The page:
I'll strip everything back, but I'm not hopeful of a change as I've done this before.  I'll let you know how it goes.  The only time I noticed a major difference was when a patch lead that was about 8 feet long between the rig and the amp, on 10m the input SWR went haywire.  I soon figured out this was a quarter wave on 10m and was causing a problem.  I tend not to use patch leads of this length anymore and most of them as 18 inches or less made of reasonable quality RG58U coax cable that I've made up myself.

73,

Ian - MM0IMC.



Ian,

If your coax jumper length is changing the SWR significantly between the radio and amplifier, I would be very suspect of the jumper.  I only use RG-213 for jumpers and make them to fit between point A to B.  I have never concerned myself with resonant lengths; should not be a problem.  For antenna runs I use DX Engineering Flex 400.  Now on my 40M dipole, I use RG8X at legal limit without issue. 

At a minimum, I would use good quality RG-8X jumpers and see what happens.  The RG58U may not be shielded well and when soldering, you may be melting the dielectric, bringing the braid closer to the center conductor; possibly changing the impedance.   I use many different lengths of jumpers, long to short, and have never had an effect on the SWR on these runs; this makes me very suspect.

Choosing good quality cable and making sound terminations is very important and can cause all types of problems.  Others here with more knowledge will have better comments than I do.  If your jumper were resonant on 10M between the radio and amplifier, does it only cause a problem with the amplifier in operation?  I'm betting that the jumper has an issue and is picking up unwanted signal from the transmitted signal from the antenna or amplifier output. 

Make up some good RG8X, RG213 or 9913 jumpers and then do your test between the radio, amplifier and dummy load.

Doug - N9XTF

Just to clarify, I use RG58U upto the point of the amplifier, after that it's RG213U. Wink  I've tried what you suggested regarding the direct connect to the amp missing out everything else, but I get the same results.  The RG58U I've used has a 95% screen coverage from what I can see, I make up the patch leads myself, not trust anyone else's work.

I've emailed some more info, including screenshots from my RigExpert AA-54 so you can see the input SWR that the rig sees on different bands from the amplifier. 

73,

Ian - MM0IMC.

« Last Edit: April 17, 2015, 09:49:13 AM by MM0IMC » Logged
MM0IMC
Member

Posts: 255




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« Reply #65 on: April 18, 2015, 04:18:23 AM »

Here's some screen shot I took from my antenna analyser the other day of the input SWR that the rig sees coming straight out the back on the amp...


160m input


80m input


40m input


20m input


15m input


12m input


10m input


12m-10m input wide scan


12m-10m input modified wide scan

The last two images show the difference before and after I increased the gaps in the winding of the 12m-10m input coil.  The same difference could not be achieved by moving the slug in and out.  What concerns me is that the lowest input SWR on that input circuit seems to be up at around 42MHz, even before modifying the input coil and using the standard silver mica capacitors that came with the amp...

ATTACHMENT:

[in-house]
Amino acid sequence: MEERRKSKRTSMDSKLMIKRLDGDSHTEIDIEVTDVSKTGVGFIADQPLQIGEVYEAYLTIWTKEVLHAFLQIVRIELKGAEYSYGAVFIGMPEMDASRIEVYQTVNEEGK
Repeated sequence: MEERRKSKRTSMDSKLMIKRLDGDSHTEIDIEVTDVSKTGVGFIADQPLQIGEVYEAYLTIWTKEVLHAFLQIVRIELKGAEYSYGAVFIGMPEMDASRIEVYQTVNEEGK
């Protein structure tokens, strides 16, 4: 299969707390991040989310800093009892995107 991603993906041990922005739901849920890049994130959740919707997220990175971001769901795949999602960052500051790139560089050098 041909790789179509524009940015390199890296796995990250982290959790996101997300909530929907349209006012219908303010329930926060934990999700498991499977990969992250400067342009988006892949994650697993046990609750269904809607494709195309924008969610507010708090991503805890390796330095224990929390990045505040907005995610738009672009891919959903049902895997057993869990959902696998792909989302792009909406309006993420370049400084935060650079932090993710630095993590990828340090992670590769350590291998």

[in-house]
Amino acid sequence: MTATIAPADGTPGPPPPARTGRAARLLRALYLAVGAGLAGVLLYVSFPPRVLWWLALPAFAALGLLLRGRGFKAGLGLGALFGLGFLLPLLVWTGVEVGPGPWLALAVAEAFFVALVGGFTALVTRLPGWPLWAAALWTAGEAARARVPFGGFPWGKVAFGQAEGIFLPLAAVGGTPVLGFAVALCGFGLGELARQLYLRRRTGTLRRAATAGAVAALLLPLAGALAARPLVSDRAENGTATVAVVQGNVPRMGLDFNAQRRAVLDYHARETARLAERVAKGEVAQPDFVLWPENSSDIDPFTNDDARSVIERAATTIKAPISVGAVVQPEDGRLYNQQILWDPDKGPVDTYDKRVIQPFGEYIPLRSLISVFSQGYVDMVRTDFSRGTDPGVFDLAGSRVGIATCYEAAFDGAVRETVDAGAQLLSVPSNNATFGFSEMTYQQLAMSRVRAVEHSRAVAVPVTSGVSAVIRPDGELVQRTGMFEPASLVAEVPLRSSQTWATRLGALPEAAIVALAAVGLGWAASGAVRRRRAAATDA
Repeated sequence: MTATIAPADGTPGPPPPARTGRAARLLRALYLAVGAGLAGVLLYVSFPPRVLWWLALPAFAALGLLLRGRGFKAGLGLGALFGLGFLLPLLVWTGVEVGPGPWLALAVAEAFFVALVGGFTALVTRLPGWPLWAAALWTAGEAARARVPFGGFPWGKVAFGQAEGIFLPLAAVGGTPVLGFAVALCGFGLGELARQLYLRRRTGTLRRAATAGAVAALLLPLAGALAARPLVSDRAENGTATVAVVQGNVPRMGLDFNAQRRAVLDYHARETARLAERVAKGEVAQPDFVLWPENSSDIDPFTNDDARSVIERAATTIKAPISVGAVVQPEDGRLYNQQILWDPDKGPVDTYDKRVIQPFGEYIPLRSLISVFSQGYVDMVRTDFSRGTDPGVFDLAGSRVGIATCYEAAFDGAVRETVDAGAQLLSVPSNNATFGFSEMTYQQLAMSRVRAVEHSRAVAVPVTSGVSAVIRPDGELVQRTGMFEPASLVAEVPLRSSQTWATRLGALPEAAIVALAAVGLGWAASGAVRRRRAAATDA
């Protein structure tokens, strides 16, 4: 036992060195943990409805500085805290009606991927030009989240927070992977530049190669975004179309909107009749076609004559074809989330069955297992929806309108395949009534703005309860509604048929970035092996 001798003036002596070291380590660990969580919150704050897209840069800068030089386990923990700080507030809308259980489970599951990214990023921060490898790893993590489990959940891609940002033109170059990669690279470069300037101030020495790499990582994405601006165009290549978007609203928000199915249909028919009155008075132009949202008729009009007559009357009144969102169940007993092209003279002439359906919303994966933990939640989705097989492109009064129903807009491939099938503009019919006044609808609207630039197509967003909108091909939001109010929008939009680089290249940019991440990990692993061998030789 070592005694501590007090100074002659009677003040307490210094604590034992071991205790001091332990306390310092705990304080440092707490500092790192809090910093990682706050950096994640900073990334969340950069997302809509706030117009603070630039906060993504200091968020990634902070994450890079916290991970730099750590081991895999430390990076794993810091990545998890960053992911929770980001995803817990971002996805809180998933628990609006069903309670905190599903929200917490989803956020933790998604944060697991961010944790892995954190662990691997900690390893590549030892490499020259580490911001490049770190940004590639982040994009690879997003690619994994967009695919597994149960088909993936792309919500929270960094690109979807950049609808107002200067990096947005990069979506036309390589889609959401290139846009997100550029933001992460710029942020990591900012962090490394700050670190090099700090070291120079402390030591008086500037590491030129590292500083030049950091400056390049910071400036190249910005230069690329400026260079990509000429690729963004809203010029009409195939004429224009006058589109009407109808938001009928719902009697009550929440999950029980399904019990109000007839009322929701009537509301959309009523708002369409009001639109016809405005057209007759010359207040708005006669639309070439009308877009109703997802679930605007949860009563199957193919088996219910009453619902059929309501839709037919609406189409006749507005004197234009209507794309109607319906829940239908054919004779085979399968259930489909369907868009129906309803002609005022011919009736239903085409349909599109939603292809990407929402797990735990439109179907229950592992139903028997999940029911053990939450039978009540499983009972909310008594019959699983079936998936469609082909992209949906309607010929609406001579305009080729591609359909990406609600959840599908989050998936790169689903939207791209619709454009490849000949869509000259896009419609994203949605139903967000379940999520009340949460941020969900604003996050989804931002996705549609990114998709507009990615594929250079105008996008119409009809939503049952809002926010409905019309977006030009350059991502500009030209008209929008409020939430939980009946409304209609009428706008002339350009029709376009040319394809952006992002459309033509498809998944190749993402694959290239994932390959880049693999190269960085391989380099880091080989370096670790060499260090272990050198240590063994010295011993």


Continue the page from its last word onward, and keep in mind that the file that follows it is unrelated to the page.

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KM1H
Member

Posts: 5559




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« Reply #66 on: April 18, 2015, 08:38:58 AM »

Try disconnecting the tank circuit and plate choke and replace it with a 2K resistor to ground with as short leads as possible. I suspect your analyzer is "seeing" the plate choke which has a series resonance in the CB band plus the plate circuit.

Carl
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K8BDW
Member

Posts: 3




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« Reply #67 on: April 18, 2015, 10:11:58 AM »

Replace the 811's with 572 B's, which I did. Watch the drive however, the 572 will last forever using proper drive and not exceeding the power voltage inputs of the amp.
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W8JX
Member

Posts: 13268




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« Reply #68 on: April 18, 2015, 11:59:44 AM »

Replace the 811's with 572 B's, which I did. Watch the drive however, the 572 will last forever using proper drive and not exceeding the power voltage inputs of the amp.

Really not best choice especially if it is 811H as it lacks B+ current to properly heat plates to getter tubes. (AL811 and 811H use same power supply) With 3 tube unit you can run them at a higher current per tube than possible on 4 tube model and no way you can hurt 3 of them tuning.
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--------------------------------------
Ham since 1969....  Old School 20wpm REAL Extra Class..
W3RSW
Member

Posts: 606




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« Reply #69 on: April 18, 2015, 12:20:03 PM »

" what the rig sees coming out of the back (panel) of the amp"